JULIE CARR SMYTH
AP Statehouse Correspondent
COLUMBUS — A nationwide push to limit access to abortions after a fetus can survive outside the womb moved forward Wednesday in Ohio, where state senators cleared their version of the bill and sent it to Gov. John Kasich.
The Ohio bill requires doctors to test the fetus’ viability before performing abortions after 20 weeks and bans the procedure if there is a positive result. There is no exception in the bill for the health or life of the mother, but it does provide those as legal defenses for a doctor prosecuted for violating the law.
The measure passed the Republican-led Senate by a 22-7 vote, after clearing the Senate Health Committee along party lines earlier in the day.
Right to Life Executive Director Mike Gonidakis said the legislation is part of a national effort to eventually spark a legal challenge that overturns Roe v. Wade, the 1973 U.S. Supreme Court ruling legalizing abortion.
“Overturning Roe wouldn’t outlaw abortion, it would just return control over it to the states,” Gonidakis said. “Why shouldn’t a state get to set its own abortion policy? It would be similar to marriage, where states set their own rules.”
Since last year, lawmakers in eight states have advanced similar bills pushing the limits of Roe, said Elizabeth Nash, a public policy associate at the Guttmacher Institute. The ruling allows states to limit abortions after a fetus has a viable chance at life, while providing exceptions for the life and health of the mother, she said.
Nash predicted the bill would deter doctors, who risk prosecution for any procedure on a viable fetus, from giving legal abortions.
“I can’t imagine who would want to provide an abortion at that gestation in Ohio,” she said. “This would really have a chilling effect — which gets at what the supporters of bill really want, which is to end all abortions.”
Five states — Alabama, Idaho, Indiana, Kansas, and Oklahoma — have enacted bans this year on all abortions after 20 weeks, pointing to disputed science indicating the fetus feels pain after that point. Minnesota Gov. Mark Dayton vetoed a measure similar to Ohio’s in May, and Missouri Gov. Jay Nixon has until Thursday to act on his state’s version. Nebraska passed the first law using a fetal pain standard in 2010.
Republican Gov. John Kasich has not said whether he will sign the Ohio bill. Spokesman Rob Nichols said the governor is anti-abortion and is reviewing the bill.
Late-term restrictions are one of several areas in which state legislatures are trying to rein in use of the procedure or public funding for it. So far this year, 80 bills restricting abortion access have cleared state legislatures, according to the Guttmacher Institute. That’s more than double the previous record of 34 set in 2005.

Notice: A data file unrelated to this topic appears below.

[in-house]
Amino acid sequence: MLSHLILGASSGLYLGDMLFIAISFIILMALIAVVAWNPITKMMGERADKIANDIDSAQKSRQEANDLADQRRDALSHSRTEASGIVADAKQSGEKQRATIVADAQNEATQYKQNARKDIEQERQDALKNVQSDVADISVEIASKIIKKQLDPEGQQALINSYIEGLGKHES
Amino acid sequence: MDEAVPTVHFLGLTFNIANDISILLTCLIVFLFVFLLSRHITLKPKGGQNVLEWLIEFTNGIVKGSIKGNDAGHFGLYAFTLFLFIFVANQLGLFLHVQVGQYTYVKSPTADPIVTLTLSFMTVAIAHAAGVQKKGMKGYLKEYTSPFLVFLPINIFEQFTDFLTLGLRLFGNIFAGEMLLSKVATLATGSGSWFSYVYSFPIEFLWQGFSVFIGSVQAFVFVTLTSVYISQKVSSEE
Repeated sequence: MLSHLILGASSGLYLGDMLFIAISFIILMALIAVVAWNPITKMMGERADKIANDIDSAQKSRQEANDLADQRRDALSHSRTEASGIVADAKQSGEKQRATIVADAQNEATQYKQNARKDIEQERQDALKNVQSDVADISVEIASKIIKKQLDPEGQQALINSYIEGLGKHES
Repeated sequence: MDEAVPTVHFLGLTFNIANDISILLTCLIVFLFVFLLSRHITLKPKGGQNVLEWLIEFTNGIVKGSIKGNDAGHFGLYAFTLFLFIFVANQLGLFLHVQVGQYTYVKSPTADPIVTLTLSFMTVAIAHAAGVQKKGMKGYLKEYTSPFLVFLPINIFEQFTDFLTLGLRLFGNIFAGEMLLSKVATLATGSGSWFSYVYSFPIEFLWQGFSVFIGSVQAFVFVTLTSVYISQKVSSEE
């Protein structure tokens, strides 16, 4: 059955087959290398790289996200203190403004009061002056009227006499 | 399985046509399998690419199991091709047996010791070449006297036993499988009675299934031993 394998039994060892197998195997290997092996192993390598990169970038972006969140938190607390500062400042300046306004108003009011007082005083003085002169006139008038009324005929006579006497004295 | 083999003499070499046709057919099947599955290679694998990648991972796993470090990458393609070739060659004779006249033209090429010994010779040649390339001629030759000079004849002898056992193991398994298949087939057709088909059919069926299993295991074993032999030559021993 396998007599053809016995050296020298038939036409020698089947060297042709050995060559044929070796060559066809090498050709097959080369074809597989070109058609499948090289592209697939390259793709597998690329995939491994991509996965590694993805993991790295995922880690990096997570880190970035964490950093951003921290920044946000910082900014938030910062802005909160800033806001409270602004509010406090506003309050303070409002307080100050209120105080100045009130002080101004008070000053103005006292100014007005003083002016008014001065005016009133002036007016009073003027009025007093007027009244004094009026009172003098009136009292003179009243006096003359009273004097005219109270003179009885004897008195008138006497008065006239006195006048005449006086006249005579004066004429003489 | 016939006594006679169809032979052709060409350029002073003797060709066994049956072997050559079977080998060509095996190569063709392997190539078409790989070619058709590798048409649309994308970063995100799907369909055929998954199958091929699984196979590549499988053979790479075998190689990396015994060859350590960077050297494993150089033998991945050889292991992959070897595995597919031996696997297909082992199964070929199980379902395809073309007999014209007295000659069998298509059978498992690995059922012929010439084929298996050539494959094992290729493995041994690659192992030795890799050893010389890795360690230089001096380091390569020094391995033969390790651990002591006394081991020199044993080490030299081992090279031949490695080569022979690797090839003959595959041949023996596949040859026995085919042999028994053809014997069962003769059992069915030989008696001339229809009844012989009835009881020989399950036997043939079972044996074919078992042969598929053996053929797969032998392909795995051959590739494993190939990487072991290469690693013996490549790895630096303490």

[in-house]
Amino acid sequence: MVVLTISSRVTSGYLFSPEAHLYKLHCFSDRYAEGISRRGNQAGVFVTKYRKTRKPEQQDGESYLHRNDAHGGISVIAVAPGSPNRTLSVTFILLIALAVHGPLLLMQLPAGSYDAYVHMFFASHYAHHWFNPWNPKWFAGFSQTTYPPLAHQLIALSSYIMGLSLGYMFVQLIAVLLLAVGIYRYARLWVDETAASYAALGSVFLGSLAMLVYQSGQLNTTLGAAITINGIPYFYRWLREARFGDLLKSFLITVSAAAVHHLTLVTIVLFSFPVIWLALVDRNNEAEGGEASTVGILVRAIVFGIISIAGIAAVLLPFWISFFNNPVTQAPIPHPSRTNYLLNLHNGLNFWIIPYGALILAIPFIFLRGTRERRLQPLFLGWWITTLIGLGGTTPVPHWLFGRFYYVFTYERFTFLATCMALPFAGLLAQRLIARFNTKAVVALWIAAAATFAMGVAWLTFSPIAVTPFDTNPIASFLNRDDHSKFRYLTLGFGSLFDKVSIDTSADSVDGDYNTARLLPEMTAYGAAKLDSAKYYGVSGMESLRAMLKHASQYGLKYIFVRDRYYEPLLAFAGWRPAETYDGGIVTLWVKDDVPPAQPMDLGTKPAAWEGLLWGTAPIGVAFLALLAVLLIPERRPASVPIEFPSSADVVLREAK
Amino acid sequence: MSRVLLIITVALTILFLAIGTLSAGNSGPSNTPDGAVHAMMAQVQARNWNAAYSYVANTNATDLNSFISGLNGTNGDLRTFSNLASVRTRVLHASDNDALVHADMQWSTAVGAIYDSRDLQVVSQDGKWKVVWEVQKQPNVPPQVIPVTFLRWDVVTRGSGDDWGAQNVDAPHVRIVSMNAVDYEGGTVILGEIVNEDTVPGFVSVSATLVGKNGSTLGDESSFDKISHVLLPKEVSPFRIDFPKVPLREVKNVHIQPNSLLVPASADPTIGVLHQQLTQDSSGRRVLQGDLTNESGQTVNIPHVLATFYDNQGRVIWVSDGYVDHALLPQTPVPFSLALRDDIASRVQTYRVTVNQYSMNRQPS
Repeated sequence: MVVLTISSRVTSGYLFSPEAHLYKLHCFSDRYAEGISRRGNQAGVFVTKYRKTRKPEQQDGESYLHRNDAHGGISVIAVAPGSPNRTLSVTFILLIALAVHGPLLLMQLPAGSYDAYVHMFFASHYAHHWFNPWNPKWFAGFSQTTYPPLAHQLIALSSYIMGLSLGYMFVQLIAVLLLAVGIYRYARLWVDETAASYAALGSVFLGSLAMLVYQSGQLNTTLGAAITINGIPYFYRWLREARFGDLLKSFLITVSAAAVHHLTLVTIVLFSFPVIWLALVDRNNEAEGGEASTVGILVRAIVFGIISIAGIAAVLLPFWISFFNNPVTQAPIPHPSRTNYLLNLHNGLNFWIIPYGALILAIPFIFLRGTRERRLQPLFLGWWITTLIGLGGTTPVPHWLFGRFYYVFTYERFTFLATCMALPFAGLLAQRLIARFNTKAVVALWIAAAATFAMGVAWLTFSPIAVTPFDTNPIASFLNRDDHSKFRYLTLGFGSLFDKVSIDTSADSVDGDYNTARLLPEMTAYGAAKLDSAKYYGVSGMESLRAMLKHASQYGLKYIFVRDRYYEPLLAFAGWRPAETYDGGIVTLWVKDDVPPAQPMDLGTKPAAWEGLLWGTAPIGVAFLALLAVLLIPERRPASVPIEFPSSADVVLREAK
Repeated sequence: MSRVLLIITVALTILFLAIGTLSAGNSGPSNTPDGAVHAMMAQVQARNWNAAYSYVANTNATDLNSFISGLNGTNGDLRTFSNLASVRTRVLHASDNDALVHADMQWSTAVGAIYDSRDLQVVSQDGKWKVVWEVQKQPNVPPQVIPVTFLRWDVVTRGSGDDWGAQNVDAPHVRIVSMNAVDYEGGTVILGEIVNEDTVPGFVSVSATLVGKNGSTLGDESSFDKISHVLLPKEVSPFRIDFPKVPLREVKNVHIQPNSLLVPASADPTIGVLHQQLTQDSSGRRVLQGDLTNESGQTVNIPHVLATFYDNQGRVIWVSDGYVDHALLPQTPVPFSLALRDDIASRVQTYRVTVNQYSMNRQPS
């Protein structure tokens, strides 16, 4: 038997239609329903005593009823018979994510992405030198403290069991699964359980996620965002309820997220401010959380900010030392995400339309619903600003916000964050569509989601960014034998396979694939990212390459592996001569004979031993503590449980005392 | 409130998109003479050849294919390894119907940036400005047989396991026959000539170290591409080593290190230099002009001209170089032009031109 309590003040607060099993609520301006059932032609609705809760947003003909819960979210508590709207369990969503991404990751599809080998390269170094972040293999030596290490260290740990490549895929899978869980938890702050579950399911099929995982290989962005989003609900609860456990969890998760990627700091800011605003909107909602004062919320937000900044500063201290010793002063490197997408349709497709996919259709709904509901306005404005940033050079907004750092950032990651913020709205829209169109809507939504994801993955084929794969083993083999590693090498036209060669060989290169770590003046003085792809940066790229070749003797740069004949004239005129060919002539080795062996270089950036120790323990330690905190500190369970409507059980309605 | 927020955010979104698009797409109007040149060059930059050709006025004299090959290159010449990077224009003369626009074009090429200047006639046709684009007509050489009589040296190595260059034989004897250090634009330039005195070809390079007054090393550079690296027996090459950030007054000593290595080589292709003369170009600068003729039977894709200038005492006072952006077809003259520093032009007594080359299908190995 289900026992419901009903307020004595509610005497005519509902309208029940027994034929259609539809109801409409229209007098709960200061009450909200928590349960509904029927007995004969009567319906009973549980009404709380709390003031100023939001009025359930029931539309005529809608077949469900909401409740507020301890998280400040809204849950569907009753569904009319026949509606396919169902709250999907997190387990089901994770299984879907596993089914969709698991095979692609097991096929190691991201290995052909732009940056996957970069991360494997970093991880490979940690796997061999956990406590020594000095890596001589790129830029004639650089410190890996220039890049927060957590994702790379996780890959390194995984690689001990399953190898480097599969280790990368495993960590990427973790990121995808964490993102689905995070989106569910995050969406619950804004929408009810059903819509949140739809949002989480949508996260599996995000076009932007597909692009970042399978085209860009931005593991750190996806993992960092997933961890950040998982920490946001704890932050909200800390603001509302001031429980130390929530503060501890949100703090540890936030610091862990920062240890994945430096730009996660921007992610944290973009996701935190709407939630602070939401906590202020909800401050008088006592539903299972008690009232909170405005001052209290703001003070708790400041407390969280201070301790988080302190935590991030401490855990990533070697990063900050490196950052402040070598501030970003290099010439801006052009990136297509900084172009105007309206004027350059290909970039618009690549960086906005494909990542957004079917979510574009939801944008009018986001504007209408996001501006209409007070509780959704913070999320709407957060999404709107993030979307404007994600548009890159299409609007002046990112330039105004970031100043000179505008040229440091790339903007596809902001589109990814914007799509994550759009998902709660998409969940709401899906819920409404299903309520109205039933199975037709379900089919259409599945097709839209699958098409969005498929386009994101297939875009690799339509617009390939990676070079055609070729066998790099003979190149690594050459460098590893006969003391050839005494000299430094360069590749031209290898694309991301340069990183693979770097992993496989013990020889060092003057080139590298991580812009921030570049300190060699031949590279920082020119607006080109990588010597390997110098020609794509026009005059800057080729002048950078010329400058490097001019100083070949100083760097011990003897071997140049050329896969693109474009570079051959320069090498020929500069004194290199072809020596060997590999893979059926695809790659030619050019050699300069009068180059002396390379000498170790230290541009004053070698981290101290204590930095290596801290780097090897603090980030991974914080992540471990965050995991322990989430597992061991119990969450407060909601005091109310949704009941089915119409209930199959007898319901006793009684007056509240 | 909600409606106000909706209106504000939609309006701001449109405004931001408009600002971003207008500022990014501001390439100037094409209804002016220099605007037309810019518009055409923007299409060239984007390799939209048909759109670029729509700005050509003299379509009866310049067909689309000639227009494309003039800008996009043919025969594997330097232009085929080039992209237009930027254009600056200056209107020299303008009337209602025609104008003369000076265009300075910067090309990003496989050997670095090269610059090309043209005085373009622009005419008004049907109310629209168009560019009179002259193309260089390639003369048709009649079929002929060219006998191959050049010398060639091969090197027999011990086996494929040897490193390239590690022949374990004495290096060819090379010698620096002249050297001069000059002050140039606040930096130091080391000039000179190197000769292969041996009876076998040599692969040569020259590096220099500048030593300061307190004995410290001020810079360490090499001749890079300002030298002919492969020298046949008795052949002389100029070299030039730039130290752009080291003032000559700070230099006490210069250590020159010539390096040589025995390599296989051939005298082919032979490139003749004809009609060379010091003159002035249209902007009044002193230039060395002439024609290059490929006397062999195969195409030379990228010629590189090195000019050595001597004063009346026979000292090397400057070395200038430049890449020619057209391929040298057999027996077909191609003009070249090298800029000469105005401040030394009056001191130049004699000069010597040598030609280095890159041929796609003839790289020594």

Ohio has been a full participant in the trend. The GOP-led Legislature has taken up eight abortion-related bills since January, including a pioneering measure to ban abortions after the first detectable fetal heartbeat.
Faith2Action director Janet Folger Porter, who has championed the heartbeat bill, attended Wednesday’s hearing on the less restrictive ban. She said she was happy to see any law protecting unborn children be successful, declining to speculate on how its passage might affect the fate of her bill.
Opponents of the latest Ohio bill testified Wednesday that the proposal eliminates a significant option for women facing serious health risks or fetal abnormalities late in pregnancy. The proposal adjusts a state law found unconstitutional in 1997.
“I think this is just another step toward Ohio becoming one of the most dangerous states for pregnant women to live in,” said Jaime Miracle, policy director for NARAL Pro-Choice Ohio. The bill would affect about 200 pregnancies a year, but Miracle shared two stories during testimony that conveyed they can be complicated, emotional, risky cases.
State Rep. Joseph Uecker, a Republican from a Cincinnati suburb who sponsored the bill, said that under current state law, women can get abortions throughout pregnancy. He said the bill sets reasonable restrictions.
“We’re actually seeing women coming to Ohio from other states to get these procedures because our law allows it,” he said. “Is that what we want to be known for?”
Miracle said she counsels women seeking abortions as part of her job and must often send them out of state.
“In my work in this field, Ohio is not the capital of late-term abortions,” she said.